Viewers witness stages of reaction on TV
By JOHN GRAY, Special to The Globe and Mail
Friday, September 14, 2001
On television screens around the world, the pathology of a national disaster is reflected in a thousand faces. Bitter tears. Blank and bleak silence. Halting phrases. A scream for vengeance. A flood of words and a weird, disconnected half-smile.
In the endless hours since Tuesday morning, television has replaced Psychology 101 for the study of the progressive stages of reaction to catastrophe.
Shock, denial, grief that spills over, the depression of mourning, anger about what happened and the need for retribution, and then back to denial.
Among those endless hours, one of the most disturbing images was of a woman whose husband had been buried somewhere in the bowels of the Pentagon. She was watching the firefighters from afar. With binoculars.
She just felt she had to be there, she explained in an earnest but oddly matter-of-fact way, because if they found him she wanted to be there to get a signal to him and let him know she was there.
For Jamie Sutherland, a clinical psychotherapist, the arresting image was of a young man who had been talking to his girlfriend after she was trapped in one of the World Trade Center towers. He told the story quite evenly, with no visible emotion, caught in a profound shock. Everything was controlled. Eventually there would be depression, but for the moment, there was no sign of it.
Among Dr. Sutherland's students at Sheridan College in Brampton, Ont., there is not yet a mood of vengeance.
They are more like the New York firefighters who sit in dumb disbelief, as though they were caught up in a Hollywood extravaganza, a King Kong movie.
Dr. Sutherland noted that not everyone was so controlled. From others there have been tears, rage and threats to avenge the slaughter. His fear is that the microreactions on television will soon be seen on a macro scale. "The anger is going to be coming out. That certainly will be one of the phases."
Beyond the anger that may or may not find itself driving U.S. President George W. Bush and the American political leadership, there will be a profound and lingering impact for thousands, or perhaps millions, of more humble citizens.
"In terms of mental-health services, it's going to be a huge job coming up for months and months and months," he said. "Traumatic things can be dealt with. We defend against them so that it softens the blow and we kind of put them in a little box somewhere, safe, so that we can carry on with our lives. But if that little box opens, it leaks.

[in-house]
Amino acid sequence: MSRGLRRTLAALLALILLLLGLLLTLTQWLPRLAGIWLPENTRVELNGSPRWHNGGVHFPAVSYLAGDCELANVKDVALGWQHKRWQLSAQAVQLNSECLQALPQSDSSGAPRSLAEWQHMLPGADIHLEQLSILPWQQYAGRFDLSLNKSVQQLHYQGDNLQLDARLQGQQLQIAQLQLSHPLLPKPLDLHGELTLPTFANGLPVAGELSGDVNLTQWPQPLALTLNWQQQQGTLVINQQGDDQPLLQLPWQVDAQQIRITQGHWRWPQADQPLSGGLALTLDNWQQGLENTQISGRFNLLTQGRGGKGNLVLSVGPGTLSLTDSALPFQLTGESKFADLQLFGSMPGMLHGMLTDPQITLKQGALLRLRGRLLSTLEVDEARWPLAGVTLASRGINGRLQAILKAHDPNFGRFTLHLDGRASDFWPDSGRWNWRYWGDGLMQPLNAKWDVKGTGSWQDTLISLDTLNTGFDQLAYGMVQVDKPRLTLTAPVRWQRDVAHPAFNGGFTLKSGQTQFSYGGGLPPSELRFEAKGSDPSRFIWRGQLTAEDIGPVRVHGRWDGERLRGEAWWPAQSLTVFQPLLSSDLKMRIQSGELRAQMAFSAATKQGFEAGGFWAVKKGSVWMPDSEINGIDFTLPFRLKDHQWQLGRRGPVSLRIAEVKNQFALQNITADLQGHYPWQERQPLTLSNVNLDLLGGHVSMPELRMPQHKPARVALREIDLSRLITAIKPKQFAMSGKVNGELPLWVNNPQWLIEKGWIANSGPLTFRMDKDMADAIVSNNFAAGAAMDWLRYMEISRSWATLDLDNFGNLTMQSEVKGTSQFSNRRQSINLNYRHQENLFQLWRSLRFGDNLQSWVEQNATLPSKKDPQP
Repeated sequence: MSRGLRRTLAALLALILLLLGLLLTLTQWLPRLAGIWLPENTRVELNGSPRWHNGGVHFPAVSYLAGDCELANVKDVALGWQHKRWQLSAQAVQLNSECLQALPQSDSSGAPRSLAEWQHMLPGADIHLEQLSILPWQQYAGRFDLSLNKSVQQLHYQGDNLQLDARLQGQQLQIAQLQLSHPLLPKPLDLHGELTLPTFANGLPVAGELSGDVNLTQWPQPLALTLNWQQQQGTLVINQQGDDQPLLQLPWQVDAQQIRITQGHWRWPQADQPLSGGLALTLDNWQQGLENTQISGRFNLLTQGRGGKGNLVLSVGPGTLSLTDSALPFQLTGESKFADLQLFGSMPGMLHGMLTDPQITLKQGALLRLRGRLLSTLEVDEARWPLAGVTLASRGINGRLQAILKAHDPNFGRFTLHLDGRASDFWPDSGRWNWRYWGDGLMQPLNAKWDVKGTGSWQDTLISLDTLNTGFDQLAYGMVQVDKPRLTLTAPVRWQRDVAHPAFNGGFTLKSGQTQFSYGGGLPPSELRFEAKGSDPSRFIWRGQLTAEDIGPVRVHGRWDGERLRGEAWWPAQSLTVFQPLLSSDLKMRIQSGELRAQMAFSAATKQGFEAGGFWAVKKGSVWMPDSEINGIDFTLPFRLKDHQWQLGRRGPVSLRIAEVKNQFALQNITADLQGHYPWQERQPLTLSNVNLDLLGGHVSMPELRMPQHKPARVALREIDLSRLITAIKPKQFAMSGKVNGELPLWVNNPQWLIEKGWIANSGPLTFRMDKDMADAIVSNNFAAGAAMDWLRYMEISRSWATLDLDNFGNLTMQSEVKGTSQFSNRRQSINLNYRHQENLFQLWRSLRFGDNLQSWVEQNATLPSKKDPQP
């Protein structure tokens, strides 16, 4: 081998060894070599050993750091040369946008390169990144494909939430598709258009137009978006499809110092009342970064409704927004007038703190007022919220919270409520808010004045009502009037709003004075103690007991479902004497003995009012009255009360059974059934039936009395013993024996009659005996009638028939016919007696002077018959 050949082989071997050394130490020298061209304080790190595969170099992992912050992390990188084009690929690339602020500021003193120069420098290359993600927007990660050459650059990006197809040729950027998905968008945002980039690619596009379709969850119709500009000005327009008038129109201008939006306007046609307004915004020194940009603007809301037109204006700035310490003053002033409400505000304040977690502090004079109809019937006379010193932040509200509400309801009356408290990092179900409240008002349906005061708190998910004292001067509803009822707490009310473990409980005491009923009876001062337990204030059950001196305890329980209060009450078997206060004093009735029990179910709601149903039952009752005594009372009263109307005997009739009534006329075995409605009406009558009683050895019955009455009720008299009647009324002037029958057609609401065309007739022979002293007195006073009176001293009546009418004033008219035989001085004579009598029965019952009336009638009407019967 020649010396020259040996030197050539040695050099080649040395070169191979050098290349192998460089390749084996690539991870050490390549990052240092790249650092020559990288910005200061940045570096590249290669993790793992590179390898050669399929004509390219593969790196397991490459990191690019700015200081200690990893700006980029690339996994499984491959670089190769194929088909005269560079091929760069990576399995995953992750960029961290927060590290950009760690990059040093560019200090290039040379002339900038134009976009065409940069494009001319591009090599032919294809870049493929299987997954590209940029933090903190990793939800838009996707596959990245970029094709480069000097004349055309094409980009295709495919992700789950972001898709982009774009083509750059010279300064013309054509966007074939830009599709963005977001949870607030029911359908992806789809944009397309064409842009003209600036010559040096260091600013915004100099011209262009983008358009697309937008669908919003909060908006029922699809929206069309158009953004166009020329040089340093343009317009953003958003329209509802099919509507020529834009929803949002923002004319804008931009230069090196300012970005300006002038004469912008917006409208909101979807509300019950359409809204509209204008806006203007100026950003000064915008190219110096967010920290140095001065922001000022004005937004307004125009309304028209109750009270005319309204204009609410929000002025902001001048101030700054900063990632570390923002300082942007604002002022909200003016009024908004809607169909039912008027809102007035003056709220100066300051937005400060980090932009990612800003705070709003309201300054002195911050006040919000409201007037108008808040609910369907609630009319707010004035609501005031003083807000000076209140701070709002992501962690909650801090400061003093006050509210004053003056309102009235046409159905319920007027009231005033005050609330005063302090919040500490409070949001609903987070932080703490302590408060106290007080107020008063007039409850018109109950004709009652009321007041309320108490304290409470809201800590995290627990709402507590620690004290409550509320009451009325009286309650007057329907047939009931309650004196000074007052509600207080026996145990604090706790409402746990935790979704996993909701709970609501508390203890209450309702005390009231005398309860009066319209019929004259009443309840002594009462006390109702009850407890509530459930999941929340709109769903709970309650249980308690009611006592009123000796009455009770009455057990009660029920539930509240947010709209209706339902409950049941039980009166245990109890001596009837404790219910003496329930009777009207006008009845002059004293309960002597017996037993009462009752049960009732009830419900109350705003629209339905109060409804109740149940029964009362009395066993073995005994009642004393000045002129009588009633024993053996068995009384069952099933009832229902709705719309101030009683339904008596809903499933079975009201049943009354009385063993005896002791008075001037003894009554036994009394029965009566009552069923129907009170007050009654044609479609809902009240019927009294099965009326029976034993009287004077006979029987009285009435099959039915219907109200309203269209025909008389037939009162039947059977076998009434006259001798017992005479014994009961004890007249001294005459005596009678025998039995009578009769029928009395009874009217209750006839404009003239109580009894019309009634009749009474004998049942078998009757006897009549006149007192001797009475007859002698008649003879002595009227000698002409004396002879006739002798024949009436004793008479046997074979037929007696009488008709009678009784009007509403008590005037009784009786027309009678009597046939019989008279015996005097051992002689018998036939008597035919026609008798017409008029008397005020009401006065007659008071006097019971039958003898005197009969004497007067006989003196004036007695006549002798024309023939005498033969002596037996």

"There will be people who will right away seek therapeutic intervention, and that's a healthy thing. There are lots [of people] who start developing all kinds of things; they can be psychosomatic or night terrors, or depression. There will be a lot of depression.
"There will be a sense of guilt -- I've survived this, and this other person didn't, and in that sense of guilt there is a risk of suicide. People feel unworthy, that they shouldn't have survived it."
Nobody is immune to the devastating effects of the shock. On the day after the disaster, Joni Johnston, a clinical psychologist, offered her own testimonial on the Internet: "I almost ran over a lady at a crosswalk. I forgot a doctor's appointment and yelled at my six-year-old for no reason. And, during a weight class at my gym, I started crying. When I was a clinician in private practice, I would have been concerned about a serious depression if a therapy client had reported these events to me during a session. Yesterday, they were normal."
Sheryl Regehr, a professor at the University of Toronto school of social work, has made a study of air disasters and she knows the impact they can have on the lives of even those only peripherally involved.
Most of the time, most people wander around with a sense of invulnerability. Then something like the events on Tuesday happens and their sense of invulnerability is shattered. The disruption of normal lives -- airport closings, office buildings thousands of kilometres away shut down, disruption of commerce -- increases that sense of vulnerability.
Individually, the trauma of events such as those on Tuesday may be felt for a month or two or three. How long the collective drama will be felt throughout the United States, nobody knows.
Dr. Regehr is not surprised at stories of anger in the U.S. It is only natural in such circumstances that people come together as a national community and in doing so draw lines between us and them, proclaiming that the others don't understand.
One of the characteristics of disasters is people feel as though they have lost control. Their response is to try to regain that control.
Canadians are not accustomed to feeling helpless, and Americans are especially not accustomed to feeling helpless.Dr. Regehr believes that that will drive the political reaction in the United States.